It requires that those who are not working have other ways of maintaining their self-esteem. Without that they will not become productive workers when the opportunity arises, or effective volunteers if they are already retirees. Each requires that sense of belonging and of being able to contribute to our society.
What the other side won’t tell you is that the economy is about people. An economy is not something that exists in a vacuum. It is the product of the effort of the people.
There is no economy without you and for that reason you should feel part of the economy.
And people deserve to benefit from their part in maintaining our economy. They need to feel they are receiving a fair share of the national wealth they have helped create.
A strong economy should provide for the people. They should feel included and secure. They should know that government will help in those times when they need help; that the government will help when transitions are taking place in our economy and in our lives as a community.
A strong economy should create wellbeing for all of our people. People should feel happy and satisfied, not just in their work but in their lives. That is the ultimate aim of a successful economy. And that cannot be measured just in dollars and cents.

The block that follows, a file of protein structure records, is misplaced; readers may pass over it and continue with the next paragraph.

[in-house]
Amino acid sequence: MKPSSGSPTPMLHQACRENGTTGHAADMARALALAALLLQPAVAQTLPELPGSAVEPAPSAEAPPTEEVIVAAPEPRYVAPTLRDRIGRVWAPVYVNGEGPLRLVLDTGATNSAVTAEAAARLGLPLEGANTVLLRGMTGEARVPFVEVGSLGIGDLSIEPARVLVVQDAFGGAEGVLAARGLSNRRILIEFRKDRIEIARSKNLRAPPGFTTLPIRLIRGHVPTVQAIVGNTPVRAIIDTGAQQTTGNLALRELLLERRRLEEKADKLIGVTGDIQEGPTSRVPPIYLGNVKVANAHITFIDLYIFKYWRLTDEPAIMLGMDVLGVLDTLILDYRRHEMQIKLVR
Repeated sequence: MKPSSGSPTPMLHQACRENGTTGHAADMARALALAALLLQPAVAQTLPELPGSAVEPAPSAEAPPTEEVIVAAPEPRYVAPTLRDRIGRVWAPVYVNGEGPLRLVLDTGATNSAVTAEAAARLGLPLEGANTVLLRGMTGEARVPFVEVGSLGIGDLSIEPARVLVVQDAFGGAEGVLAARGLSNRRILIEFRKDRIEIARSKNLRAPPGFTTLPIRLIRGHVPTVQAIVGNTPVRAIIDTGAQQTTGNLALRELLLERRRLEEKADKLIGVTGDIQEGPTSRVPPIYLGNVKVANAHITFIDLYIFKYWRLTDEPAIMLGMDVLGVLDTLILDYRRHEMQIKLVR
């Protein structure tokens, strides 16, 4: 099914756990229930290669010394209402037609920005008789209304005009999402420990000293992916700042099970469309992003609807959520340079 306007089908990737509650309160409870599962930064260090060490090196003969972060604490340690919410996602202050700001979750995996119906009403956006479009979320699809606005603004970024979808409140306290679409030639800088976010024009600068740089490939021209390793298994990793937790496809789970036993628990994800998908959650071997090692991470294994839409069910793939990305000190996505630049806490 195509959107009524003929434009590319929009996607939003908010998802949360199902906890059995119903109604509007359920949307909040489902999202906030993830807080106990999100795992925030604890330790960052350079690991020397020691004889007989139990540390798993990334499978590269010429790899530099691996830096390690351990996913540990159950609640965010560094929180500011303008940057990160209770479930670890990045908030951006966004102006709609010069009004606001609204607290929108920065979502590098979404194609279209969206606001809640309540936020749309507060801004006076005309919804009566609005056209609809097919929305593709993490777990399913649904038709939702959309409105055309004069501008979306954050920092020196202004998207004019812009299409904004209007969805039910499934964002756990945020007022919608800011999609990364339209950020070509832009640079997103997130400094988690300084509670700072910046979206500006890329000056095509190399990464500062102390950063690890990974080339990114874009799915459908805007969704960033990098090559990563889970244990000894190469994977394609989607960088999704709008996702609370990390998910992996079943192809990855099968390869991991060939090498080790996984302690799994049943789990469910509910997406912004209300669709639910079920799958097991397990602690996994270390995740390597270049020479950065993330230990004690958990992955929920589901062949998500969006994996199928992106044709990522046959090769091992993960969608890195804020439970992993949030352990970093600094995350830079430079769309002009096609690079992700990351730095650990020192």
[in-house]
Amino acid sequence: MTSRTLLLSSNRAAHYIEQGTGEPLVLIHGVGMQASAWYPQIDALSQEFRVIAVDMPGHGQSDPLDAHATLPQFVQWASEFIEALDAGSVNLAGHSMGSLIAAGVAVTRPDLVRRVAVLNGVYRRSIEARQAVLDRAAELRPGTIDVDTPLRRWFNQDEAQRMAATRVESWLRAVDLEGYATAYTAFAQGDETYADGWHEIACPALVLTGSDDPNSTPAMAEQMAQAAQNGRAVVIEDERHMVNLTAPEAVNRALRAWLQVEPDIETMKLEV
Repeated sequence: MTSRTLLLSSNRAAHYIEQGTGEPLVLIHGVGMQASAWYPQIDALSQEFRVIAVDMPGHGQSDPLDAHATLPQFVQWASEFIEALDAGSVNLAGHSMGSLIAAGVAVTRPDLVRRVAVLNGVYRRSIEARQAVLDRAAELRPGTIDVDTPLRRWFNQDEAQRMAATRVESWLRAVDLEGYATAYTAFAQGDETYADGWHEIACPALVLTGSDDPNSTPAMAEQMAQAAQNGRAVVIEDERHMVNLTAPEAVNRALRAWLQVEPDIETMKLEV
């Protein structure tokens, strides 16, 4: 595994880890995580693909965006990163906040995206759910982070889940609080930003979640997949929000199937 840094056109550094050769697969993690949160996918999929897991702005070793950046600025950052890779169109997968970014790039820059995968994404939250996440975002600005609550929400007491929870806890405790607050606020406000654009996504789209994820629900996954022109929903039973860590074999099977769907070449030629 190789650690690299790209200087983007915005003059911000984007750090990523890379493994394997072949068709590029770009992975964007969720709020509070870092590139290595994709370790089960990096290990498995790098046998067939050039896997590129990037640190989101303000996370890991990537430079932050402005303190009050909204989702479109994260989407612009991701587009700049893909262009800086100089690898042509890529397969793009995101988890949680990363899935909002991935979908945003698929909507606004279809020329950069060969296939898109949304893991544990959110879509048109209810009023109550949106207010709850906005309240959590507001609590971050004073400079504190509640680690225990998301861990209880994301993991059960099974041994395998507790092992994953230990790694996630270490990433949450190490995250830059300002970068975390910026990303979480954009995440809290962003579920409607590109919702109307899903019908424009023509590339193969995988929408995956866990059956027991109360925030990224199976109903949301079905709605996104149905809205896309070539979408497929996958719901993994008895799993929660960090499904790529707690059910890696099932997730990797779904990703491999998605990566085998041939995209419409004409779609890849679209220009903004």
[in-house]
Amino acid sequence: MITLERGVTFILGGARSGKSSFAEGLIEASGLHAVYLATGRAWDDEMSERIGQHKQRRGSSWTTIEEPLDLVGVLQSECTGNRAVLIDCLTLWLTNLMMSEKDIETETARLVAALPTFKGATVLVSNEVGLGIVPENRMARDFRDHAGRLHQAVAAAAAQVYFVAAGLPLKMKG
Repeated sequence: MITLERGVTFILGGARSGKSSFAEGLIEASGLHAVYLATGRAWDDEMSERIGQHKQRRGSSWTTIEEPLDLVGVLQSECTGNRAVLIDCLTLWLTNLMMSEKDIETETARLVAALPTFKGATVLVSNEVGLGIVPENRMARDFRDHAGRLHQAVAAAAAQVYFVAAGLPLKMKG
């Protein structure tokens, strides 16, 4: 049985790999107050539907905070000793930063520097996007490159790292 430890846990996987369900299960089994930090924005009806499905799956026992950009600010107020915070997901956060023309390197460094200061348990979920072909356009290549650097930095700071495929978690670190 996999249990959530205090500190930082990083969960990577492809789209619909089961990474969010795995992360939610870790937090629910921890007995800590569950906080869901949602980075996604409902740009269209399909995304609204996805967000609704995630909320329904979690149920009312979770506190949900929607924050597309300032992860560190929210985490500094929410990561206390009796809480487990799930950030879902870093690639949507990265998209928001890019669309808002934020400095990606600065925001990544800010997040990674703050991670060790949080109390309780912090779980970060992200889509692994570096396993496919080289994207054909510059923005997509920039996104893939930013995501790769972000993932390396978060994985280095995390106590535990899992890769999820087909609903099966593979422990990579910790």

At present Gross Domestic Product (GDP) is the main measure of our economy but it simply adds together the value of all the products and services we provide.
For example, a house that is destroyed in a bushfire adds twice to the GDP: once when it was first built, and again when it is rebuilt after the fire. But GDP takes no notice of the loss of that house, nor the devastating impact that loss had on the family that occupied it.
GDP also takes no account of damage to the environment — although the costs of rectifying that damage will be considerable. It takes no account of the depletion of our natural resources. Yes, some of that is necessary for our economy but we also need to be mindful of future generations and what resources we will be leaving for them. We must find the right balance between the economy and our environment, and to do that we need to look at our economy differently.
It is time we included other measures of our economic progress, because, in reality, GDP only measures our economic activity — GDP would count the money spent rectifying environmental damage as a plus, something that adds to GDP. That seems a strange way to measure the strength and sustainability of our economy!
There are already new measures available and being developed. Some focus on wellbeing. Some take account of the costs of achieving GDP growth.
My government will examine these and see which we can use in Australia, which will genuinely measure our progress as a people and as a nation.
To make the economy work at its best we need a strong people bound together. People are not bound together by a philosophy that encourages greed or promotes every man and woman for themselves. We must maintain our traditional ethos of the fair go and of helping a mate.
I believe Australians are bound together by our sense of fairness, by our sense of equality. We need to build on that.